The greatest instigator of this desperation is lack of employment, which means people have no income to fend for themselves. Young people – whether school drop outs, matriculants, or those with tertiary education are all saying they cannot find jobs. This means with or without an education, this economy is not producing jobs. What kind of an economy is able to produce wealth for the rich, but no employment for the young people who are the future?
Unemployment among young people is driving them into disillusionment, hopelessness and bitterness. For them, the future remains bleak. A number of them expressed frustration and anger at their inability to access youth funds like Umsobomvu. An angry young man in Cape Town said, “Hunger creates hatred. I see people with money and I want to rob them.” Another one from Kwa-Zulu Natal said, “When there is no food from home, I end up stealing and eating in dustbins”.
The issue of food also featured prominently from people who are infected and affected by HIV/AIDS. While their testimonies indicate that access to treatment has improved significantly, they are often unable to take the ARV treatment because they have no food. ARV treatment demands a good balanced diet. Most of them largely depend on the disability grant for survival. However, they can only receive a grant when their CD4 count drops to less than 200. A number of them have confessed that they would rather not take medication so that they can continue to receive the grant.
There is no doubt that the social grants in South Africa are providing an invaluable safety net against poverty. However, communities are clearly saying that they also want opportunities to fend for themselves, sustain their livelihoods and eventually actualize their dreams. Without the creation of employment opportunities; without increased support to agricultural production by the poor; without increased institutional support to the poor – none of this seems possible.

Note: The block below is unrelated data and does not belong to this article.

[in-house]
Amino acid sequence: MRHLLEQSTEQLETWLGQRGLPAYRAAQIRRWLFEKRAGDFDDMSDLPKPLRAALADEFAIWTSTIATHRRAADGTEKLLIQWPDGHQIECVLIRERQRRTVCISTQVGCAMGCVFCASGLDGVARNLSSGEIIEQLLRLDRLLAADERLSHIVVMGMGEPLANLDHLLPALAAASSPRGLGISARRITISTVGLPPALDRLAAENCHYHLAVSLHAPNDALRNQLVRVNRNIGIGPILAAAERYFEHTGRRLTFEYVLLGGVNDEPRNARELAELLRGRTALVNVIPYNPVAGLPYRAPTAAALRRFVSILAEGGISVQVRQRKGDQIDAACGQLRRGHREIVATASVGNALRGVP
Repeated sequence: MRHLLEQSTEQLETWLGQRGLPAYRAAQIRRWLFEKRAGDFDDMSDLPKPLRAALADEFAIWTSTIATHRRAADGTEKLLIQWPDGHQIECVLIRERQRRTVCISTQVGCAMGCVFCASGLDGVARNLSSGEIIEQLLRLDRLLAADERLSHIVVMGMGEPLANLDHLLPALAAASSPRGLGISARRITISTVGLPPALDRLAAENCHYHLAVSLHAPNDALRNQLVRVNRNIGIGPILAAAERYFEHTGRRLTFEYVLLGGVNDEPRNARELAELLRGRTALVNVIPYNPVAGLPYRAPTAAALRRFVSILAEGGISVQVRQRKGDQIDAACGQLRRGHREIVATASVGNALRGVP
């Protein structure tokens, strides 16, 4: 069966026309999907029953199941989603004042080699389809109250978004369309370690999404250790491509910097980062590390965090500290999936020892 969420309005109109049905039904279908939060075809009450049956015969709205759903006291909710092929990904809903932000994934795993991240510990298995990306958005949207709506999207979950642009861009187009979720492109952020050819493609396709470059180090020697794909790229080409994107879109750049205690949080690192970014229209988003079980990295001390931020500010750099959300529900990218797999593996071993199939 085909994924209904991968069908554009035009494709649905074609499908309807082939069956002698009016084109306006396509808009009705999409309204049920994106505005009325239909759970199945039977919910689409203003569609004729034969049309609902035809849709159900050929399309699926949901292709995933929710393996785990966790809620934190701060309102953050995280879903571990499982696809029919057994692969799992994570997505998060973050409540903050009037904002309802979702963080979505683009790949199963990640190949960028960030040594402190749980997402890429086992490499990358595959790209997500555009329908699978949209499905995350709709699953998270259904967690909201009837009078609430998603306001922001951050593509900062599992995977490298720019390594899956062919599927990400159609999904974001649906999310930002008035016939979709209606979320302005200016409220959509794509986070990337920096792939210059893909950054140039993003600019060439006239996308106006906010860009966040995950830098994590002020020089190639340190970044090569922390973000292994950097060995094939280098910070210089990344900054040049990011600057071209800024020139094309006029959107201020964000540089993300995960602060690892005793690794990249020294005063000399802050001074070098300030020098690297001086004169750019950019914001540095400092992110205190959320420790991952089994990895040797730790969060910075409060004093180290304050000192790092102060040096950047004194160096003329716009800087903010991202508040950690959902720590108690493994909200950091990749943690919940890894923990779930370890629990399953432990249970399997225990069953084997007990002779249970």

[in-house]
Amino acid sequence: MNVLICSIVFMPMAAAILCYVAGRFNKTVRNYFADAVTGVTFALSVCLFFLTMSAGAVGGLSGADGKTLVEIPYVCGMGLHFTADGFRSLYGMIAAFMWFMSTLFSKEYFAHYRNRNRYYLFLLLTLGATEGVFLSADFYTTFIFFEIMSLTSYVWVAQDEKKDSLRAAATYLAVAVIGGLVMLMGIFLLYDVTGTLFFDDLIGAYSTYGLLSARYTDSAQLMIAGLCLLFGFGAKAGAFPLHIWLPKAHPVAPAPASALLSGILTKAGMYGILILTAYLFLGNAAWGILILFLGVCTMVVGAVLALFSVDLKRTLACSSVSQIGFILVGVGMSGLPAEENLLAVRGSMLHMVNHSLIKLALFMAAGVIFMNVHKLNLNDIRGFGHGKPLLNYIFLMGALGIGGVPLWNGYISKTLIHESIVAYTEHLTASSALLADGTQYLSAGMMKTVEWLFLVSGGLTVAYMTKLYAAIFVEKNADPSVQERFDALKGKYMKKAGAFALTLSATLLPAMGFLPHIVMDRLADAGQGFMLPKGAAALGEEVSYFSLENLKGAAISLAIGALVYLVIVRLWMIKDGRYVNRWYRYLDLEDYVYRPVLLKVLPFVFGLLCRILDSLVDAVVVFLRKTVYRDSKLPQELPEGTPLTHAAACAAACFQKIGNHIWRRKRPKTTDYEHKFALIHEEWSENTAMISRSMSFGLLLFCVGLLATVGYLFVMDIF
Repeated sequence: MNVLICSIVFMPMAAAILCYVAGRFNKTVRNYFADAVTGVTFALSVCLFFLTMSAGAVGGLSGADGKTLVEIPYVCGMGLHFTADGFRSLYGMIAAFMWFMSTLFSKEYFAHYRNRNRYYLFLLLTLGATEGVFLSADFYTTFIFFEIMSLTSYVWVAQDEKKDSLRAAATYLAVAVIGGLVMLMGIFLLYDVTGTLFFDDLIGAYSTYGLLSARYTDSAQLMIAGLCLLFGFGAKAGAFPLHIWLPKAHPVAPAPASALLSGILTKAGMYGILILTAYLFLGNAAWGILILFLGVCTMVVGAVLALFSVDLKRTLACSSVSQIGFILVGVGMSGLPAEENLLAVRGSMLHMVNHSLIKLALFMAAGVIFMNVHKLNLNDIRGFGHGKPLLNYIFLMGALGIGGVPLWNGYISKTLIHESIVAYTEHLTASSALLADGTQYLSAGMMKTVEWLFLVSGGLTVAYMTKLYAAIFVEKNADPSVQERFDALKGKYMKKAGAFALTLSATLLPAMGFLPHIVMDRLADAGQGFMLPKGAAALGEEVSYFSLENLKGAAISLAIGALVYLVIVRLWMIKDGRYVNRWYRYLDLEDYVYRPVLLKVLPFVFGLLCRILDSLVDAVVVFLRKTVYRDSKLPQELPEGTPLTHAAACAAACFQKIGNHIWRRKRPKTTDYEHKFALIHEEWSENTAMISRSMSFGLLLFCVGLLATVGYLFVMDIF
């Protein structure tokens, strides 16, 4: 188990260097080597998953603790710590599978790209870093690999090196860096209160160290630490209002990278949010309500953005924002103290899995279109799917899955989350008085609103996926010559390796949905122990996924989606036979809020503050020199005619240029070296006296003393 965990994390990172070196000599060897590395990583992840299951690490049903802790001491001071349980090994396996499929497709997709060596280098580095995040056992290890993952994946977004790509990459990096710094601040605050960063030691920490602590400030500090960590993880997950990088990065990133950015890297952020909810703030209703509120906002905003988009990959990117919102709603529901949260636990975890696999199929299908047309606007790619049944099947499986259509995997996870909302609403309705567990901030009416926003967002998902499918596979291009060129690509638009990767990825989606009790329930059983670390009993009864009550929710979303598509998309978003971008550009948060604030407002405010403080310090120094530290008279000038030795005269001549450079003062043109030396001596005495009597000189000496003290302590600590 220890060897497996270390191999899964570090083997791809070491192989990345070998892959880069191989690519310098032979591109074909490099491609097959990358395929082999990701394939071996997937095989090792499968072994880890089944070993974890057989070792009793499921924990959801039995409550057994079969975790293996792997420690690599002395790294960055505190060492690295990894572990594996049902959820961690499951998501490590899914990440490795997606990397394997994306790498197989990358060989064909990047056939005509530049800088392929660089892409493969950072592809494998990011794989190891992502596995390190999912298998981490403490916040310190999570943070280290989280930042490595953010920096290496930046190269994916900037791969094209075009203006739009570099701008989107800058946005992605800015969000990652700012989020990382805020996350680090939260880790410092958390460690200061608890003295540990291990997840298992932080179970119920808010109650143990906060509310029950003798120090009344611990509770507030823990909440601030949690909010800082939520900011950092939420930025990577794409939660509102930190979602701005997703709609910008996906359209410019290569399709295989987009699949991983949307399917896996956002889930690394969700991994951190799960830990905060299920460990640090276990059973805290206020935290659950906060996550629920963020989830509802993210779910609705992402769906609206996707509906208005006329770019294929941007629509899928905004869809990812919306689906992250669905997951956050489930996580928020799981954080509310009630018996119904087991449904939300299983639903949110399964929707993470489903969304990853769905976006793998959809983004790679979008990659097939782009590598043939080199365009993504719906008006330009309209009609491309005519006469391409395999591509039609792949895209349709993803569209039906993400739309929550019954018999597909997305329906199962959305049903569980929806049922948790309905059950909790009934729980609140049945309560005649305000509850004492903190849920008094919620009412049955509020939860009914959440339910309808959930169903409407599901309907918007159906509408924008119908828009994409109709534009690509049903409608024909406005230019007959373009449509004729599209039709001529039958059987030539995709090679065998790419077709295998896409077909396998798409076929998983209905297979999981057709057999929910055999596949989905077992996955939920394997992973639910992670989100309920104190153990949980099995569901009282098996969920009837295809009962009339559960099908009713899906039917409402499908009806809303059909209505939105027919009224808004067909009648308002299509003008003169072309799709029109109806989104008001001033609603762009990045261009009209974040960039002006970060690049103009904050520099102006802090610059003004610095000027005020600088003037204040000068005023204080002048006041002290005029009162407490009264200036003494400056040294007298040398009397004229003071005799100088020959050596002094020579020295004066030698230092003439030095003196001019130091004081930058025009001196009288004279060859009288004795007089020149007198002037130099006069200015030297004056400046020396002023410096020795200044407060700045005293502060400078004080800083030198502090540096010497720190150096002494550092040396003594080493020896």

Poverty is a deadly cocktail that is causing a state of emergency. The words of an elderly woman in Kwa-Zulu Natal are indicative of this; I am saying to the power brokers – death has come knocking – please come help us.” The anger, the frustration and the feeling of hopelessness especially among young people is a recipe for possible disaster. Just as we have experienced in recent times an outbreak of anger and violence through the xenophobic attacks, a stage has been set for another eruption. Enough is enough. South Africa must act now. Most of the policy provisions to cater for the poor are enshrined in the constitution, and reflected in various policies including ASGISA and Vision 2014.
But, words, words, words won’t feed the hungry. It is time for action. It is no time for semantics, who is right and who is wrong. It is time for action that will address the needs of the people of South Africa.
Archsbishop Njongo Ndungane id the President & Founder of African Monitor(www.africanmonitor.org) He was the Chief Commissioner during the 2008 Poverty Hearings. For more information and for further interviews with Archbishop Njongo Ndungane please contact Ms. Buhle Makamanzi on +27 82 898 8488 or +27 21 713 2802